Against my better judgment, I committed karaoke last night. I met up with some folks at Armida's and really just wanted to retrieve my hat and gloves from a friend who had them. Still, I'm a sucker for peer pressure and a beckoning stage so I knew it was simply a matter of time. To access my courage, I ordered the biggest beer they could carry; I had to lift it with two hands – perfect! Then I ordered some beef tamales and began perusing their overwhelmingly comprehensive song catalogue.
There were a handful of talented folks present who could honestly go pro – including one Stevie Nicks-looking chick who actually sounds better than Stevie does now - but more importantly, there many more who were just plain awful. These people instantly become my heroes. Within each terrible, off-key voice was a quiet urging: "Look at me! I have no musical skills whatsoever! You've got nothing to lose! Tra-la-friggin'-la!" I loved them all.
But none as much as the tall cowboy guy who brought up a stuffed dog (for support?) and a tambourine supplement. I can't even recall what the songs were since he was determined to make them his own. He also incorporated some fancy dance moves and as I watched (trust me, it was better than listening) his long leather denim-ed legs attempt fancy choreography, I felt a strange mixture of admiration and disgust. Kinda like how I felt when Hunter S. Thompson offed himself.
The guy was clearly a freak and so naturally, we became instant friends. He offered his business card and "The Sicilian Clown" has no less than five aliases (though he introduced himself as "Randy") and professes to be a comedian ("Professional Smart Ass!"), singer, percussionist, dancer, actor, promoter and "Wise Guy." To the left of all this info was some random clip art of a teddy bear with hearts. Bonkers? Pretty much. However, I prefer to regard him as an eccentric individualist since sanity is highly over-rated and painfully common.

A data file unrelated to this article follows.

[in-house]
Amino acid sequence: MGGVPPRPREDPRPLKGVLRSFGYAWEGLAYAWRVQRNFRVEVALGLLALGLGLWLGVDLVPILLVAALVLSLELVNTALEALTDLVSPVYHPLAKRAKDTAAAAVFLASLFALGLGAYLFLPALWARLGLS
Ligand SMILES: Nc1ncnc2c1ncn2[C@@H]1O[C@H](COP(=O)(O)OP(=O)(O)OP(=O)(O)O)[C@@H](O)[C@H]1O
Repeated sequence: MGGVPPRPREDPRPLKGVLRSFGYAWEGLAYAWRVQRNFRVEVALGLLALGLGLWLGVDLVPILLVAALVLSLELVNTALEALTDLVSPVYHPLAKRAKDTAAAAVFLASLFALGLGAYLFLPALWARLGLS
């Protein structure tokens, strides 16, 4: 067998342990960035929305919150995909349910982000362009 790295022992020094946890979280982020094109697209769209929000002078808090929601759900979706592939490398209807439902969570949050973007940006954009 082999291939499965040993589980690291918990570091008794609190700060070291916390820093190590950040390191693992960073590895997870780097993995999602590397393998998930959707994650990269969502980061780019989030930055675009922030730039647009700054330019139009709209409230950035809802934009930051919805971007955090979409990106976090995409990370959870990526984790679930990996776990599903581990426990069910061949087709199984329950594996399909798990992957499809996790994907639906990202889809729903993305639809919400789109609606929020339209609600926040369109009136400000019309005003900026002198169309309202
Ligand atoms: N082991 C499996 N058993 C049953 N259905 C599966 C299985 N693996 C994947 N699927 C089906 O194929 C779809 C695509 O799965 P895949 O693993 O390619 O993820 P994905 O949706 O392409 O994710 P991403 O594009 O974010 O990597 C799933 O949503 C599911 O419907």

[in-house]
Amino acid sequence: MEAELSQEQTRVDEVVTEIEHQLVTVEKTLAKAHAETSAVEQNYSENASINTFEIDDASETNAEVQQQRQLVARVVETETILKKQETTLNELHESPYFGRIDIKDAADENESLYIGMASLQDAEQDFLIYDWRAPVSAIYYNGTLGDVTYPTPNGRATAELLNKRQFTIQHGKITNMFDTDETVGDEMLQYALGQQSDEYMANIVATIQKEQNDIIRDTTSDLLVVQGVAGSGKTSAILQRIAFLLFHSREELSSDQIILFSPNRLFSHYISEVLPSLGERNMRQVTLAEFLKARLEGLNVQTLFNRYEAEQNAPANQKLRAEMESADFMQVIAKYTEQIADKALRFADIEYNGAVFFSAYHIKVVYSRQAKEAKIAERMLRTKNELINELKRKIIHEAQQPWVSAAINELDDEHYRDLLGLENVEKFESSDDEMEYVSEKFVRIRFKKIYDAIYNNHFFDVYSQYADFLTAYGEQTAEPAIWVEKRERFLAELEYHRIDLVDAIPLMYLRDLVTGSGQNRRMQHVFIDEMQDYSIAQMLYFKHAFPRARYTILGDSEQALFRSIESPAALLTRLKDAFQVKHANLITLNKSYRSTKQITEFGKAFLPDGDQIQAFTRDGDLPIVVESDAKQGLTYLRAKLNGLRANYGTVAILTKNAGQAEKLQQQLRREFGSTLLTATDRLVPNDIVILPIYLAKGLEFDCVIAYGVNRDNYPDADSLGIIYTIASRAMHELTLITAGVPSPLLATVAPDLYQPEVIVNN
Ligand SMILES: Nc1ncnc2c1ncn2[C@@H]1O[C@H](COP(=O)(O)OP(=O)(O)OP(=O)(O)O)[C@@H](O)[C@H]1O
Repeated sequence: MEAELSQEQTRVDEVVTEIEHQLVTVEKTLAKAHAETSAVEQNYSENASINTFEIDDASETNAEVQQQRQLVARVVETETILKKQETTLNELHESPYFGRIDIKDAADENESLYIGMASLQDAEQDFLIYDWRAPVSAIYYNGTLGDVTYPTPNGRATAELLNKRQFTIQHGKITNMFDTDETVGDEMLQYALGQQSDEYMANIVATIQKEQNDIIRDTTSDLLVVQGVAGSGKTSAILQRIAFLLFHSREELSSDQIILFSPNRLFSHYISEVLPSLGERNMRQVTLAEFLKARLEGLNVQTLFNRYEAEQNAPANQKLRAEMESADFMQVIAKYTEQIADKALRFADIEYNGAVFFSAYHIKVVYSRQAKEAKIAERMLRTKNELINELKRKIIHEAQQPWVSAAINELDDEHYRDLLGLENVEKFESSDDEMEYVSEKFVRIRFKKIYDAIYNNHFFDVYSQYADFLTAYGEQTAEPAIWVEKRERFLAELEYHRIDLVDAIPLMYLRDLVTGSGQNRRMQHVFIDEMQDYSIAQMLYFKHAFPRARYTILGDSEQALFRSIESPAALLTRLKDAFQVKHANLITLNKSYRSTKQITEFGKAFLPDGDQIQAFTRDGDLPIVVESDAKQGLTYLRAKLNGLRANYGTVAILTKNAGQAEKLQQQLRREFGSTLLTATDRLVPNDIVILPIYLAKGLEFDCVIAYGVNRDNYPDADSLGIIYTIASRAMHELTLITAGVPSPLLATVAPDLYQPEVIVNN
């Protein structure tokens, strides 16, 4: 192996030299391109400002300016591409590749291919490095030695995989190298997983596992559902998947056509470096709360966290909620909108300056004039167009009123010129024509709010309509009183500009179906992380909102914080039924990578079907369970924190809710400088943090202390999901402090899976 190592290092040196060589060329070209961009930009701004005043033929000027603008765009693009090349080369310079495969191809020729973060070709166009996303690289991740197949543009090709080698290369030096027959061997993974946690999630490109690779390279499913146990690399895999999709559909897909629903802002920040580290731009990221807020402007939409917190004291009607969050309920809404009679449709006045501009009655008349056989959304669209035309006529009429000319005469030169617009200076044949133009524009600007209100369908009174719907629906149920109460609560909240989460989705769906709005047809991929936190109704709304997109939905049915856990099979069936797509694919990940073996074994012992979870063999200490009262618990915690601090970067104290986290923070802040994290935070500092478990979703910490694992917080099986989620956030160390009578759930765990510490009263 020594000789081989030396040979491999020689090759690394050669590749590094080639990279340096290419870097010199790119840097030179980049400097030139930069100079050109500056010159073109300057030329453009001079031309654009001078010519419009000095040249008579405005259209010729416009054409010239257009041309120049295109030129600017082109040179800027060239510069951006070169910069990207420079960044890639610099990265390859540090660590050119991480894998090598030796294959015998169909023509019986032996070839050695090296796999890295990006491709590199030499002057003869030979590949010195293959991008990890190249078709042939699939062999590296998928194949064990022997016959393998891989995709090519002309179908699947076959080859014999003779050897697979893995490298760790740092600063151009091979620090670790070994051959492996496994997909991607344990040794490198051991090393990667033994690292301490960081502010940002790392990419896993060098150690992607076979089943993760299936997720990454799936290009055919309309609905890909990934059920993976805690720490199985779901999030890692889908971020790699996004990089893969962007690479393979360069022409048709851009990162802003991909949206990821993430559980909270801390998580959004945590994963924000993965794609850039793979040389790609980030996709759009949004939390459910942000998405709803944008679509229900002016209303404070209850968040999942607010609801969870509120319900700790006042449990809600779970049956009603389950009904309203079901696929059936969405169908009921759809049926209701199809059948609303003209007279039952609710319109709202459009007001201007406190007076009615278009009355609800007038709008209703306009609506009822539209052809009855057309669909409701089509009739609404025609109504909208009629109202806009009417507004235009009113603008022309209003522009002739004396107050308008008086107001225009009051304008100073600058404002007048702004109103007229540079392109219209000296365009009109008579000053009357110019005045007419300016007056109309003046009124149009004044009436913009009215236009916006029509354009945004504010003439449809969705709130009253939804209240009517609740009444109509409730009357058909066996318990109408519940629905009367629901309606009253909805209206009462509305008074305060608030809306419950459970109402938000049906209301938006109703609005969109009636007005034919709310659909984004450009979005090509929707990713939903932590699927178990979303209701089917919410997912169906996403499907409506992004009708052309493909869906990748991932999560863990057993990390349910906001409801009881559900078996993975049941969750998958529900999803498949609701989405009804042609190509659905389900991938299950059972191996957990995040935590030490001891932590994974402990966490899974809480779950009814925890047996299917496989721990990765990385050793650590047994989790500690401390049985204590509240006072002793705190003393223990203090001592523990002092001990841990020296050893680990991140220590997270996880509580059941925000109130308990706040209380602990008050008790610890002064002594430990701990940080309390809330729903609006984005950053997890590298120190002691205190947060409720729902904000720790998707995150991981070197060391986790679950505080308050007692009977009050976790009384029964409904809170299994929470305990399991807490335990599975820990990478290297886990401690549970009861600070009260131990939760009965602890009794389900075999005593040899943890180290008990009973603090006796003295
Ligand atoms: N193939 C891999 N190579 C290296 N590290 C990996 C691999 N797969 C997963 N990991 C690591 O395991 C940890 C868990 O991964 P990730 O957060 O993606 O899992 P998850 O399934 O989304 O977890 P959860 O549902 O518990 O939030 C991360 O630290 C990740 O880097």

At one point, three young girls got up and did a Vanilla Ice rap, which caused me to comment: "There's something strange about watching three white girls impersonate a white guy who impersonates black guys." But hey, that's just me.
As for my singing debut, I eventually decided on Barry Manilow's "Copacabana" since it appeared lively party music inspired the entire room sing along and would thus drown out my flat, cracked voice. (It was between that and Donna Summers' "Bad Girls.") However, this plan backfired when I quickly realized that there were not nearly enough gay men in the room for this strategy to work – no one really knew the song!
Ever the quick-thinking stage hog, I opted to make it a physical comedy routine when telling the sad, sad story of Lola, the showgirl, who ended as a lonely old woman wearing her aged cha-cha feathers in a bar and marinating herself to death. Funny stuff, huh? I tried to leave my audience with a very clear warning: "DON'T … fall in love!" I think Lola learned a lesson for all of us, truly.
When I got back to the table, my new friends assured me I had "stage presence" which may have been a nice way of saying that perhaps a tambourine would've helped ... ?